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Using Conservation of 4 momentum

  1. Jun 2, 2009 #1
    1. The problem statement, all variables and given/known data



    Hi Physics forum members,

    The following is questions on how to use 4 momentum and momentum 4 vector conservation. From what I've learned of it, it is essentially the same as classical momentum conservation. However, I'm still not quite sure what you can, and should, be able to do with it given initial conditions.

    The question in particular is if a particle like an electron, (moving relativistically so it's energy can be approximated as momentum), scatters of a proton initially at rest, say you're given the initial energy of the electron, from which obviously you could find it's initial momentum.

    Keeping it simple by having the proton initially moving only along the x-axis, the electron and proton scatter at angles 0e and 0p relative to the axis. If you only know the initially electron energy and momentum, along the x axis, before it scatters and the angle 0e of the electron after, is it possible to use 4 momentum conservation to find the scattering angle of the proton, Op and in addition the final momenta of the electron and proton after scattering? Or is more info needed?

    Keeping it simple by having the proton initially moving only along the x-axis, the electron and proton scatter at angles 0e and 0p relative to the axis. If you only know the initially electron energy and momentum, along the x axis, before it scatters and the angle 0e of the electron after, is it possible to use 4 momentum conservation to find the scattering angle of the proton, Op and in addition the final momenta of the electron and proton after scattering? Or is more info needed?

    2. Relevant equations
    I started simply using 4 momentum vectors, (E/c, px, py, pz) For initial and final momentum. Then, for the electron, I had thought the 4 momentum was [Pe, Pe, 0,0] with momentum Pe in the x axis and, for the electron moving relativistically, E estimated to be Pe, the same as momentum, (the electron's mass is neglegible). The 4 momentum of the proton at rest is [Mp, 0, 0, 0], i.e. simply the mass of the proton-and yes, this is in c=1 units.


    The 4 momentum of the electron after collision is then [((Me^2) + (Pef^2))^.5, Pef * Cos(0e), Pef * Sin(0e), 0] and for the proton is [((Mp^2) + (Ppf^2))^.5, Ppf * Cos(0p), Ppf * Sin(0p), 0]. Pef is the final momentum of the electron, Ppf is the final momentum of the proton, Oe and Op are scattering angles of electron and proton , (Me and Mp are electron and proton mass).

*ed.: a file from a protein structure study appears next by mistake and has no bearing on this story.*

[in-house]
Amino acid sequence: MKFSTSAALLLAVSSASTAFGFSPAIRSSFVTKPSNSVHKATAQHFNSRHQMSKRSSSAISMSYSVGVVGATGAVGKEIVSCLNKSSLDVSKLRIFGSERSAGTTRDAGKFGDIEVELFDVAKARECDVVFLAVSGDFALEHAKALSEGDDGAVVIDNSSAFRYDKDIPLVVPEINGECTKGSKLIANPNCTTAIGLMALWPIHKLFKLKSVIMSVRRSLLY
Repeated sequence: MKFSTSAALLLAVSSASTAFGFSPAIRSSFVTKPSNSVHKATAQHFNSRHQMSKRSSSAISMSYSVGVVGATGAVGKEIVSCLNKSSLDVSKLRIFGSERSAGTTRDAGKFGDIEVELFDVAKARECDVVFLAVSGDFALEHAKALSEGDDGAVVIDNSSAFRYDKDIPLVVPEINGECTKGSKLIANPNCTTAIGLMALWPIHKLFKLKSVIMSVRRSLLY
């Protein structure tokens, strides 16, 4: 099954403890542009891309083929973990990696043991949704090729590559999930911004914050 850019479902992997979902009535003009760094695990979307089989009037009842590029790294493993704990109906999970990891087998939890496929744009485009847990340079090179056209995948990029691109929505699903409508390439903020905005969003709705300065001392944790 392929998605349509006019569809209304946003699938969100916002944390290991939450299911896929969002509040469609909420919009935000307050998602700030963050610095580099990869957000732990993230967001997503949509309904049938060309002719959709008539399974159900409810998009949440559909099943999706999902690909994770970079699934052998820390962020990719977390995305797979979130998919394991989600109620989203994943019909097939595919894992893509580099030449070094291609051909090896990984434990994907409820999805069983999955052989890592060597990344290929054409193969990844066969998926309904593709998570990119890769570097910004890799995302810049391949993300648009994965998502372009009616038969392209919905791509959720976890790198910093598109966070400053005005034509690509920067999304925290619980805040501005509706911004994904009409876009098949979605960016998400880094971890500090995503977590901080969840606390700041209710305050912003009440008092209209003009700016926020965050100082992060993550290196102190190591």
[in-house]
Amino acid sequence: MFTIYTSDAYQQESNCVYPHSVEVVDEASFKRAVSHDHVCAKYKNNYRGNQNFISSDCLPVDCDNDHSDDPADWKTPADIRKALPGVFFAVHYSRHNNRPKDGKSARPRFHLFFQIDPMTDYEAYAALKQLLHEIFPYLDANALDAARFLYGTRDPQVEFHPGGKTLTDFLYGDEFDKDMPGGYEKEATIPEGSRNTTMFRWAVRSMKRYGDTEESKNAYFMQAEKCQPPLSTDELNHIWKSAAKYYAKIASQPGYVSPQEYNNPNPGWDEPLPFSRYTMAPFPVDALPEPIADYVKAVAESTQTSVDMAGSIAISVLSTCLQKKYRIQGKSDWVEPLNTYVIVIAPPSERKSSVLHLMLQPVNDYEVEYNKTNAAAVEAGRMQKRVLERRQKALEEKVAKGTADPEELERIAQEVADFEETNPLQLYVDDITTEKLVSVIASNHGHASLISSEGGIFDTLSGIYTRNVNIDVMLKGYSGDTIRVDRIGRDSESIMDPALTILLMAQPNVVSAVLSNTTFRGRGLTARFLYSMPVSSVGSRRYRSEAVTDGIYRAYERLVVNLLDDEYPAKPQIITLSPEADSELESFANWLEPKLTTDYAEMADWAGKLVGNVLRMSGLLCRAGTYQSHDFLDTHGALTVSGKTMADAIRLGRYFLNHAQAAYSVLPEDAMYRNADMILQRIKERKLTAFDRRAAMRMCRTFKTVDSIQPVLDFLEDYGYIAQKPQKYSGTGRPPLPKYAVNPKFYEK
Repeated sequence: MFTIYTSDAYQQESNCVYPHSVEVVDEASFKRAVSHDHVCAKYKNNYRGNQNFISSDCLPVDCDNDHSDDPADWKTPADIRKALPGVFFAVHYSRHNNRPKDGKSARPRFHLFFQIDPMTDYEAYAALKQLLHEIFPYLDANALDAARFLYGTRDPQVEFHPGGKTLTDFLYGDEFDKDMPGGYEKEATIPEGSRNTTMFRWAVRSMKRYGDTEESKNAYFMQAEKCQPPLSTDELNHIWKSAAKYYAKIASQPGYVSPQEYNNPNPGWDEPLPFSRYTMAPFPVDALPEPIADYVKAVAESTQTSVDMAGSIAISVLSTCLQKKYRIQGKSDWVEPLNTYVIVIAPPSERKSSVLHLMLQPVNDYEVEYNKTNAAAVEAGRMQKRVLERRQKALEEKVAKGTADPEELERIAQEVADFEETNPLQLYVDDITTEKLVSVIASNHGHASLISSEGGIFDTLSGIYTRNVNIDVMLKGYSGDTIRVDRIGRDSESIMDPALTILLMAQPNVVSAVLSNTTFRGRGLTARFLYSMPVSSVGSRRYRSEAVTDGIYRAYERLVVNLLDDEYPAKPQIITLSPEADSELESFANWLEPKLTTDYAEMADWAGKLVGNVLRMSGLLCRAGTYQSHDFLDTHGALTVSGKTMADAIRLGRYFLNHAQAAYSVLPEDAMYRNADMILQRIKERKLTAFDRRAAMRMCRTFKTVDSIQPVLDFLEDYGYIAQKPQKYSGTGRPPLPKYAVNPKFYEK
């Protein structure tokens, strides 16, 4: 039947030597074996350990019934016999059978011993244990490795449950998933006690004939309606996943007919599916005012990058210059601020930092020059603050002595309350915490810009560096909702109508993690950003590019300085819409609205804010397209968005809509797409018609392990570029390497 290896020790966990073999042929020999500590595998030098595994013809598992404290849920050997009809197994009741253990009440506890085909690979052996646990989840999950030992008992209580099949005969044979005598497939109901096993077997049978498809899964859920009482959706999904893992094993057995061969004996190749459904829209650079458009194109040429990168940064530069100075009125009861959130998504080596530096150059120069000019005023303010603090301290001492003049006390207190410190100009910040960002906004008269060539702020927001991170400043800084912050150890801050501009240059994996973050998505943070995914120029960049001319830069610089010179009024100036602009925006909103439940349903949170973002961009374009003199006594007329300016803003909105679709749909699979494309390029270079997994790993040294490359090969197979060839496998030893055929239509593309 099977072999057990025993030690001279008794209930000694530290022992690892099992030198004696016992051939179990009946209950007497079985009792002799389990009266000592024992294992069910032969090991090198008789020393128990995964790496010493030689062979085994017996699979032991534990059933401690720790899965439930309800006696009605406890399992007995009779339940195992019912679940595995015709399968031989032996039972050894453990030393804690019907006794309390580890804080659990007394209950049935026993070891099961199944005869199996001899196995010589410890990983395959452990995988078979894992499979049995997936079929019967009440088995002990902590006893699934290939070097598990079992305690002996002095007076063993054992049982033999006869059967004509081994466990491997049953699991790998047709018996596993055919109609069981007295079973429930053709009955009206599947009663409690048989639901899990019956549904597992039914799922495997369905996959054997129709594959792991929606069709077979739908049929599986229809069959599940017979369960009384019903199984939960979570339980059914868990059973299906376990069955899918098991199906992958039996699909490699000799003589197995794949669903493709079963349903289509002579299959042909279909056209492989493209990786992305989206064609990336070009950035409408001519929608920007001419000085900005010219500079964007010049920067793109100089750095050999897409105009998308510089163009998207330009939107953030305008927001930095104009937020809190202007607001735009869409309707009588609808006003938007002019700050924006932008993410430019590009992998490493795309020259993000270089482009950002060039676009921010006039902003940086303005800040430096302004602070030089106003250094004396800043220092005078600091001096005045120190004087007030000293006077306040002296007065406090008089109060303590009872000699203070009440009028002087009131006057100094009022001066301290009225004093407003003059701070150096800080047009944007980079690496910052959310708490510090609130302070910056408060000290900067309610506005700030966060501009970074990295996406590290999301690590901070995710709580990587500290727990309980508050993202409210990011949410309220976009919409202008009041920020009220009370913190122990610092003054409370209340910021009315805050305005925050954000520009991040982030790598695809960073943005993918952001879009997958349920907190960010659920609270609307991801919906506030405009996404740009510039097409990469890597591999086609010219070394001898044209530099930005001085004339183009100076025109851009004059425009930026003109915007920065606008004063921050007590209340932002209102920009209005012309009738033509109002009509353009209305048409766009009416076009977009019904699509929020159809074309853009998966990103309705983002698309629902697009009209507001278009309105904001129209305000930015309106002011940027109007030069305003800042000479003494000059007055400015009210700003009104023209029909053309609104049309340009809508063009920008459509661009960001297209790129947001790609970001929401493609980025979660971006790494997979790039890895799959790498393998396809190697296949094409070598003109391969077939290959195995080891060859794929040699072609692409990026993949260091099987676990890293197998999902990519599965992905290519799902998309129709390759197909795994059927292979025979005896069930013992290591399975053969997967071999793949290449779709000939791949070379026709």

3. The attempt at a solution

    I had thought that by equating the each of the 4 components for the total momentum before and after the collision you could find 0p, scattering angle of proton, along with the final momenta Pef and Ppf of electron and proton after collision, knowing only Pe, the initial electron momentum and 0e, the scattering angle of the electron. But it hasn't worked very well, and I was wondering if there's some subtle aspect to 4 momentum conservation I'm missing or something I'm overlooking.
     
  2. jcsd
  3. Jun 2, 2009 #2

    Hao

    User Avatar

    The utility of 4 vectors is in the fact that you can apply the rules of vector manipulation such as dot products.

    'p' will refer to a 4-vector.

    Together with some useful identities, such as [tex]p \bullet p = m^2 c^2[/tex] (prove this!), it can be a very powerful tool <--- This is the subtle point you are missing.

    For example, given some initial conditions for a two particle collision, suppose we want to find the final outcome of the collision for one particle (3), and we aren't too concerned about the other particle (4). Also suppose we are given the rest mass of particle (4).

    An algebraic approach would be to equate [tex]p_{1} + p_{2} = p_{3} + p_{4}[/tex] and solve for rest mass of (3), and such. Not fun.

    However, if we recognize that these are vectors, we can 'eliminate' the irrelevant [tex]p_{4}[/tex].

    [tex]p_{1} + p_{2} - p_{3}= p_{4}[/tex]
    Taking dot products,
    [tex]|p_{1} + p_{2} - p_{3}|^2= |p_{4}|^2[/tex]
    [tex]p_1\bullet p_1 + p_2\bullet p_2+ p_3\bullet p_3 + 2 p_1\bullet p_2 - 2 p_1\bullet p_3 - 2 p_2\bullet p_3= p_4\bullet p_4[/tex]
    Using our identify: